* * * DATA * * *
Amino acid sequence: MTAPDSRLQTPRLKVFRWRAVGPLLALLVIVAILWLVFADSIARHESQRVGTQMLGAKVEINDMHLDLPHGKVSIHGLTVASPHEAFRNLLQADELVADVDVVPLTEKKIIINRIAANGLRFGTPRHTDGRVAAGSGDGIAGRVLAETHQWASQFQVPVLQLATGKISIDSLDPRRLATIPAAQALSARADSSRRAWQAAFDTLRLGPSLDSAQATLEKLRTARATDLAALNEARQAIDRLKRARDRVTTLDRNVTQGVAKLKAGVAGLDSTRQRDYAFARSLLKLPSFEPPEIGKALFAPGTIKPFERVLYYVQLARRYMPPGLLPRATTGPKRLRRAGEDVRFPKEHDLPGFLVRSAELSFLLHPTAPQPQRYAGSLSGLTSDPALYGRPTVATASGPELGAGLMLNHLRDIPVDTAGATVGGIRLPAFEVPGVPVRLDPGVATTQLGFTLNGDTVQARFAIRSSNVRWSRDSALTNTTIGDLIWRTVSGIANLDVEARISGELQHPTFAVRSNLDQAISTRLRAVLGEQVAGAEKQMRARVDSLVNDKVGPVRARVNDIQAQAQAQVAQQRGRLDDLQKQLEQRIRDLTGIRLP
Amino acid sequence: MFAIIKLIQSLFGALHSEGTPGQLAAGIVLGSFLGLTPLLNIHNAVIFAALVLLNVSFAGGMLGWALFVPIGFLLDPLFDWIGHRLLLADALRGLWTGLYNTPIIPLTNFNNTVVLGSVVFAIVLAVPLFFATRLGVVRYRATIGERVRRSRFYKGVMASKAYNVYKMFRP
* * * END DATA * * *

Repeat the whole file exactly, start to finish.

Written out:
Amino acid sequence: MTAPDSRLQTPRLKVFRWRAVGPLLALLVIVAILWLVFADSIARHESQRVGTQMLGAKVEINDMHLDLPHGKVSIHGLTVASPHEAFRNLLQADELVADVDVVPLTEKKIIINRIAANGLRFGTPRHTDGRVAAGSGDGIAGRVLAETHQWASQFQVPVLQLATGKISIDSLDPRRLATIPAAQALSARADSSRRAWQAAFDTLRLGPSLDSAQATLEKLRTARATDLAALNEARQAIDRLKRARDRVTTLDRNVTQGVAKLKAGVAGLDSTRQRDYAFARSLLKLPSFEPPEIGKALFAPGTIKPFERVLYYVQLARRYMPPGLLPRATTGPKRLRRAGEDVRFPKEHDLPGFLVRSAELSFLLHPTAPQPQRYAGSLSGLTSDPALYGRPTVATASGPELGAGLMLNHLRDIPVDTAGATVGGIRLPAFEVPGVPVRLDPGVATTQLGFTLNGDTVQARFAIRSSNVRWSRDSALTNTTIGDLIWRTVSGIANLDVEARISGELQHPTFAVRSNLDQAISTRLRAVLGEQVAGAEKQMRARVDSLVNDKVGPVRARVNDIQAQAQAQVAQQRGRLDDLQKQLEQRIRDLTGIRLP
Amino acid sequence: MFAIIKLIQSLFGALHSEGTPGQLAAGIVLGSFLGLTPLLNIHNAVIFAALVLLNVSFAGGMLGWALFVPIGFLLDPLFDWIGHRLLLADALRGLWTGLYNTPIIPLTNFNNTVVLGSVVFAIVLAVPLFFATRLGVVRYRATIGERVRRSRFYKGVMASKAYNVYKMFRP